From a purely martial perspective, the strategic benefits of this plan are obvious: The U.S. would use far less oil imported from countries it doesn’t get along with. But there are problems, like the fact that the plan could generate twice the carbon dioxide emissions of current fuels—making it, thanks to a special clause in the 2007 energy bill, illegal.
CTL proponents, aware that coal has an image problem, fend off criticism by saying that the fuel is actually “greener” than jet fuel made from petroleum. What they mean is that during the gasification process, jet fuel from coal is scrubbed clean of particulate emissions as well as sulfur dioxide and nitrogen oxide—the stuff that causes acid rain—so it is in one sense cleaner to burn. But that leaves out a crucial bit of information: Between mining the coal and burning the resulting jet fuel, coal-to-liquids fuel produces twice as much CO2 as the existing petroleum-derived fuel. The potential effect of creating a market for CTL fuels is frightening enough to environmentalists that last year Representative Henry Waxman, who now heads the House Committee on Energy and Commerce, added a clause to the 2007 energy bill—Section 526—forbidding the U.S. government from spending taxpayer money on fuels that emit more greenhouse gases than the fuels we’re already using.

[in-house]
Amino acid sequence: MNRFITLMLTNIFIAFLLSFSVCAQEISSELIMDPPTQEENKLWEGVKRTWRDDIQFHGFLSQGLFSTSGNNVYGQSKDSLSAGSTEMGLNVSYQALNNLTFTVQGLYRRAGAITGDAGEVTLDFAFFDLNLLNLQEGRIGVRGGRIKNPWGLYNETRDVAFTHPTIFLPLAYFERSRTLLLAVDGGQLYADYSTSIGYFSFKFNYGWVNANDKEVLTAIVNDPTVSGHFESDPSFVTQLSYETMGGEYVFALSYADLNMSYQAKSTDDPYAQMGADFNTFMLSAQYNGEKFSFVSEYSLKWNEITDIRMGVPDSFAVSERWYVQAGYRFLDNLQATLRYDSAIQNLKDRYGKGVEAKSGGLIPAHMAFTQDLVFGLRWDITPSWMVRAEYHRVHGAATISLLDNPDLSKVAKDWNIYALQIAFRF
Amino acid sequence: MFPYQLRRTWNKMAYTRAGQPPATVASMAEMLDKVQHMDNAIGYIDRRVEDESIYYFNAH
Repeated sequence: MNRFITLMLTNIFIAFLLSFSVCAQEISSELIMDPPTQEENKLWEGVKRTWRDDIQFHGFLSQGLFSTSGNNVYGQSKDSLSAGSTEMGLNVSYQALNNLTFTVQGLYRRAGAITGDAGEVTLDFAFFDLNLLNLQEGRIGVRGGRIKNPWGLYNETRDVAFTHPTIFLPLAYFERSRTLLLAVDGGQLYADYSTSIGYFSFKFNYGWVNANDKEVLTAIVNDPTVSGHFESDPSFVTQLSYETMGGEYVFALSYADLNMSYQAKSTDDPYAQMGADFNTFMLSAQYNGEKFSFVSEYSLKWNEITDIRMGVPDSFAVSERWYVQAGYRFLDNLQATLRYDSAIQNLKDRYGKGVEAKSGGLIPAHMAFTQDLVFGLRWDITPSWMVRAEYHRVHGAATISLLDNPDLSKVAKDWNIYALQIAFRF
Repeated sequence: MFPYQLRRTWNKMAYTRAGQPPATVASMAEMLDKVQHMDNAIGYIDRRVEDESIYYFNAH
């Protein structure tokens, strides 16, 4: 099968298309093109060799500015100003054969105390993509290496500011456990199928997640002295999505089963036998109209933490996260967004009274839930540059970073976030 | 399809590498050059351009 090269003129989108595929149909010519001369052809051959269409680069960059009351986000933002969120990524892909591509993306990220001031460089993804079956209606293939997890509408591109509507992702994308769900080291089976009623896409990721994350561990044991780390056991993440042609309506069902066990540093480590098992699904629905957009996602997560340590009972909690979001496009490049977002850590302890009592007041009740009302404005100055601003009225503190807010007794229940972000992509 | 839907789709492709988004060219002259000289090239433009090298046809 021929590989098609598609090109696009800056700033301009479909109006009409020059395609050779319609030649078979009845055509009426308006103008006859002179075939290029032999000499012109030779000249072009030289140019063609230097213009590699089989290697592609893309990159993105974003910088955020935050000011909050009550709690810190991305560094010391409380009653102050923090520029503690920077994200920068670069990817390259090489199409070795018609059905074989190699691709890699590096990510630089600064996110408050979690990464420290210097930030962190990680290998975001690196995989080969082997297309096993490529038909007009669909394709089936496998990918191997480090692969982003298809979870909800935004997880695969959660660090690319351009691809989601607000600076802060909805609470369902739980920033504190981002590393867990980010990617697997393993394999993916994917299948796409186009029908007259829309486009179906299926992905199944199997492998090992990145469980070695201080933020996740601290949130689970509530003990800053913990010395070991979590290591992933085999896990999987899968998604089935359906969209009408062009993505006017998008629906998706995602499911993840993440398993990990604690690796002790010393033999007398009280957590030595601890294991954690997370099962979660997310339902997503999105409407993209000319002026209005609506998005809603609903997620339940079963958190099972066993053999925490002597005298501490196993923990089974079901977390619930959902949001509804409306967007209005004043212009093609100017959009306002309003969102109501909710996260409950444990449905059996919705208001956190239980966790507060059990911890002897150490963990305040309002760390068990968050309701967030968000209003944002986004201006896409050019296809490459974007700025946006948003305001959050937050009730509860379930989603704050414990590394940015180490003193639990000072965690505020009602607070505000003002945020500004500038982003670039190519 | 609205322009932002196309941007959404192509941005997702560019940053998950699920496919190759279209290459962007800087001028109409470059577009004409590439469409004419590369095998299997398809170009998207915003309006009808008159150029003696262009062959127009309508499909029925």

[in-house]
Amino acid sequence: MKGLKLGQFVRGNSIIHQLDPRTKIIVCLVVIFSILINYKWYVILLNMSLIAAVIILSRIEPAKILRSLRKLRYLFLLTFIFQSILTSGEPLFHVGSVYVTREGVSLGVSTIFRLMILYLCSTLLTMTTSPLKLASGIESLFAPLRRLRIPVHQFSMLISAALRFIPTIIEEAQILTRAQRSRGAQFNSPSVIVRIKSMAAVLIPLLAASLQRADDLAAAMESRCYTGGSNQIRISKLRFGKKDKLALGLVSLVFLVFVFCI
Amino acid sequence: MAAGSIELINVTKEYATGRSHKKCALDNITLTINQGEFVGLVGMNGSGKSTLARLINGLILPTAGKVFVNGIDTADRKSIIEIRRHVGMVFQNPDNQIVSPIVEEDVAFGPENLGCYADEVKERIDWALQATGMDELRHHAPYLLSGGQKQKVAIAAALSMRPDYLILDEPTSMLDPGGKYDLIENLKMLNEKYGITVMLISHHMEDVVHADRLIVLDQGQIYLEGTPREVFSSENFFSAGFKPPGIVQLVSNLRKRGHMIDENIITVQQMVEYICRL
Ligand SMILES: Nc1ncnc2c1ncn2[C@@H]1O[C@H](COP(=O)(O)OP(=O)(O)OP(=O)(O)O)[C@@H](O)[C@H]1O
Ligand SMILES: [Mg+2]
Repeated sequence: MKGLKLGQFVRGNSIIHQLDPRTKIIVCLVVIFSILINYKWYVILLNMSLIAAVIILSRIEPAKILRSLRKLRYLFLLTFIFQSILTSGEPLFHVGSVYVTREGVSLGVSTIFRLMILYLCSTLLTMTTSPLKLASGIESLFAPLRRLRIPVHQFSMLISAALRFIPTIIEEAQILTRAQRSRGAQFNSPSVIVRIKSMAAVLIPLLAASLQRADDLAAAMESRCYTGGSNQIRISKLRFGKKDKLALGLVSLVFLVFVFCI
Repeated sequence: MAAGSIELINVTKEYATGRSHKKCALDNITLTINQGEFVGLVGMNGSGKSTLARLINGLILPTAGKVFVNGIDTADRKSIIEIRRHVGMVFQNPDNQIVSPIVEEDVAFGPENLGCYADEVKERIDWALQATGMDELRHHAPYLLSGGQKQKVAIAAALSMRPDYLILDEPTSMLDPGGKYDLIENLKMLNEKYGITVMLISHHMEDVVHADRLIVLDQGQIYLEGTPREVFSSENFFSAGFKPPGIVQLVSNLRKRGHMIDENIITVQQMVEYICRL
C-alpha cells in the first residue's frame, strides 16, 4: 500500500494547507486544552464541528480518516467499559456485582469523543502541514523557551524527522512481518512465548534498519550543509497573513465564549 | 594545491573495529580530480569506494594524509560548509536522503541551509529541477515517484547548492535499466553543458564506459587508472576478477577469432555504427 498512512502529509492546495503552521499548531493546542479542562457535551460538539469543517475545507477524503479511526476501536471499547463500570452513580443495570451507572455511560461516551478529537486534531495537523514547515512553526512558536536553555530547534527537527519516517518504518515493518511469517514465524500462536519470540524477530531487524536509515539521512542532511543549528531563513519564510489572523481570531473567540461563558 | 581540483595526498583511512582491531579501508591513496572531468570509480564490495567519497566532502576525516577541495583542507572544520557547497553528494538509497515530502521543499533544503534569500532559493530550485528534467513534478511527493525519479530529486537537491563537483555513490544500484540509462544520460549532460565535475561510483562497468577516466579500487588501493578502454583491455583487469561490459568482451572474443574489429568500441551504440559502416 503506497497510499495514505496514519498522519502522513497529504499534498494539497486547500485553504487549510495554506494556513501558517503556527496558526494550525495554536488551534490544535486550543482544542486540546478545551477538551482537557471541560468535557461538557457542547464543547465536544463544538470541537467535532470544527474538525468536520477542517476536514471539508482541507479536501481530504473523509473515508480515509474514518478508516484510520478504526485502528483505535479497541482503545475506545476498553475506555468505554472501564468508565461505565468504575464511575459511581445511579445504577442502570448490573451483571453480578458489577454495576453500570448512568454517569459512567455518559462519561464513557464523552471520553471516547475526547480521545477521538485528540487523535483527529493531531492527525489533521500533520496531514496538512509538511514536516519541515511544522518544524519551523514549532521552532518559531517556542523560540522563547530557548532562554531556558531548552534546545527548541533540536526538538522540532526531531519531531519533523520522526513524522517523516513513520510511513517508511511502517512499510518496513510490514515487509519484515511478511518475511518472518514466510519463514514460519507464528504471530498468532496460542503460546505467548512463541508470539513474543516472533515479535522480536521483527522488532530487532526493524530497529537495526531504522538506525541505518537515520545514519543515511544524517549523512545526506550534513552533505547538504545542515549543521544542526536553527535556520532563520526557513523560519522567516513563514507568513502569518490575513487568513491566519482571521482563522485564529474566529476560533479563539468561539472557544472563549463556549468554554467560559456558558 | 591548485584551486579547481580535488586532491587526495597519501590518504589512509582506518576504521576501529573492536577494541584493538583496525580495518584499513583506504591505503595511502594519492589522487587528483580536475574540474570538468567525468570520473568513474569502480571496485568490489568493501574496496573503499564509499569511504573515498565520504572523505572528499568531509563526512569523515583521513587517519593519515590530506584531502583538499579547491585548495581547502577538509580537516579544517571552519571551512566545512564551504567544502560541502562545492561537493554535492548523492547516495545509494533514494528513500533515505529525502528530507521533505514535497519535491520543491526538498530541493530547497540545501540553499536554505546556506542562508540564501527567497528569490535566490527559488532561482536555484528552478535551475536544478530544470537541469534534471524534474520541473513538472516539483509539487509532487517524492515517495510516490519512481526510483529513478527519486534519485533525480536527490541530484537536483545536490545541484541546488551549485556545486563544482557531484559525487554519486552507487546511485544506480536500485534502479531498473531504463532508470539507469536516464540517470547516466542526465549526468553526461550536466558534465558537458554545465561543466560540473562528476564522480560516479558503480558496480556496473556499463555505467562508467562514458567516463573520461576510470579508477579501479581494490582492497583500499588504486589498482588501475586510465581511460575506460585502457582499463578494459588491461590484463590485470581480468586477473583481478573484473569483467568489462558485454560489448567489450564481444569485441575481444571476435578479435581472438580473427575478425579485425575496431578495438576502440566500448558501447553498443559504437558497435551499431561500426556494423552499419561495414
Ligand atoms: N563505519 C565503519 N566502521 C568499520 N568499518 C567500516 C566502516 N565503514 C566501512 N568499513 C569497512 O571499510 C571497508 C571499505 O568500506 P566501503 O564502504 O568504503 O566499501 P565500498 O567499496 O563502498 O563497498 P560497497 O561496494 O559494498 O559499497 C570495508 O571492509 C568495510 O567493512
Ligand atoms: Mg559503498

That hasn’t stopped the Air Force from moving ahead with its plan—it simply says that the companies that produce the fuel will have to figure out a way to comply with Section 526. So while lobbyists for both the coal and petroleum industries work aggressively to get Section 526 repealed, potential CTL suppliers are looking into technology that could, theoretically, clean coal-based jet fuel enough that it’s the greenhouse-gas equivalent of petroleum.single page
Five amazing, clean technologies that will set us free, in this month's energy-focused issue. Also: how to build a better bomb detector, the robotic toys that are raising your children, a human catapult, the world's smallest arcade, and much more.